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Hydrogen production by catalytic reforming for a new generation of solid oxide fuel cells directly operating with biogas at intermediate temperatures

Hydrogen production by catalytic reforming for a new generation of solid oxide fuel cells directly operating with biogas at intermediate temperatures

Objective

The project is based upon the catalytic production of hydrogen directly on the anode of a solid oxide fuel cell fed with biogas for electricity generation.

The originality of the concept is to couple the biological production of biogas from wastes and the use of the clean Solid Oxide Fuel Cell (SOFC) technology (only carbon dioxide and water are emitted from fuel cells).

The main advantage is to associate the use of renewable energy, which is an important issue for sustainable development, and an environmentally friendly technology.

The project is part of a larger multidisciplinary project, which is currently already being developed in association with other laboratories from university and industry, with the financial support of French governmental institutions (Agence Nationale pour la Recherche, Région Rhône Alpes).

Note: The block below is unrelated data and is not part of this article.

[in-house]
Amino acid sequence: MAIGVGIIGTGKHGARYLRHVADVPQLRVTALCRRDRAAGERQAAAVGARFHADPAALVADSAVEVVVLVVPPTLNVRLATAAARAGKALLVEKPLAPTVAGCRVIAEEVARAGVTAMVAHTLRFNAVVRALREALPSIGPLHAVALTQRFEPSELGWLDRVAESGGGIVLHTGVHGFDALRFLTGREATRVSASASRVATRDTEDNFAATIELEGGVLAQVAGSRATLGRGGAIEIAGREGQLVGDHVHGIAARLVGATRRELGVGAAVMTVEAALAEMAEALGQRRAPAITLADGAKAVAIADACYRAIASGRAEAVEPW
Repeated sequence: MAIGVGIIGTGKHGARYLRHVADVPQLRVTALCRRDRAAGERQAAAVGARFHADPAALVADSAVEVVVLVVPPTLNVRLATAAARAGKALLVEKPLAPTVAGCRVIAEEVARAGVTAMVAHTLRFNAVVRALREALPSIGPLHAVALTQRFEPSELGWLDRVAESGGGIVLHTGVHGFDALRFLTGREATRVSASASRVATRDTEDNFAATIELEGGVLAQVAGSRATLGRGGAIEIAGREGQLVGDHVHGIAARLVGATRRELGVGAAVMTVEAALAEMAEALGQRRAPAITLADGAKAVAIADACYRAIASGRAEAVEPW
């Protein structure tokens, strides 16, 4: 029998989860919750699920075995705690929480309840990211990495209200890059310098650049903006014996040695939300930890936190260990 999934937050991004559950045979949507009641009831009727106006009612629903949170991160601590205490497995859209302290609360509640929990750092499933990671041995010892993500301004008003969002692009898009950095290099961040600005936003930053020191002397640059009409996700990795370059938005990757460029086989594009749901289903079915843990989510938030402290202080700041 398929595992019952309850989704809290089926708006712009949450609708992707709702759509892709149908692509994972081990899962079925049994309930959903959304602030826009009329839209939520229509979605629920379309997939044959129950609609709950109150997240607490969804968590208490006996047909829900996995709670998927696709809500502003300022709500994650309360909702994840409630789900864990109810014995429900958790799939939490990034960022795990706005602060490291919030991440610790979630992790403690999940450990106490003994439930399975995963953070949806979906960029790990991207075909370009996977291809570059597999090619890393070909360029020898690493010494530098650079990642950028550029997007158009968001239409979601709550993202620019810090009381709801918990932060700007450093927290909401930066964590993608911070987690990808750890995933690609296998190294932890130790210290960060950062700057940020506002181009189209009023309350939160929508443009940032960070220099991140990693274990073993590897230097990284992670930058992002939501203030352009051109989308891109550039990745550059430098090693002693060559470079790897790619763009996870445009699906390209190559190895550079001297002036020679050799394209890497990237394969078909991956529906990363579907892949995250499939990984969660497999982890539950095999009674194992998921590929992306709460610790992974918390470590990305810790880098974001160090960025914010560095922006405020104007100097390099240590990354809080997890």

Biogas, which is mainly composed of methane, carbon dioxide and water, must be reformed into hydrogen at the anode. For proper operation, the catalyst must absolutely avoid carbon formation, which is the main issue of currently used catalysts (Ni).

Some perovskite type catalysts prepared in the lab did already show promising properties for the application, being highly resistant to carbon deposition. In view of optimising catalyst composition and operating conditions, the present work will aim at assessing catalytic and physicochemical properties of these new materials and their durability.

A special effort will be devoted to better understand the reaction pathway and to determine kinetic constants by coupling advanced techniques such as transient isotopic experiments with quadrupole detection, operando FTIR and/or DRIFT spectroscopy.

The resistance of the anode material against poisoning by sulphur containing species (present as traces in biogas) will be addressed. Solutions to improve this property will be targeted if necessary. Alternatively a desulphurization unit will be used to overcome this severe issue of sulphur resistance.

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Coordinator

UNIVERSITÉ CLAUDE BERNARD LYON 1

Address

43 Bld Du 11 Novembre 1918
Villeurbanne

France

Administrative Contact

Patrick GELIN (Mr)

Project information

Grant agreement ID: 39613

  • Start date

    16 April 2007

  • End date

    15 April 2009

Funded under:

FP6-MOBILITY

Coordinated by:

UNIVERSITÉ CLAUDE BERNARD LYON 1

France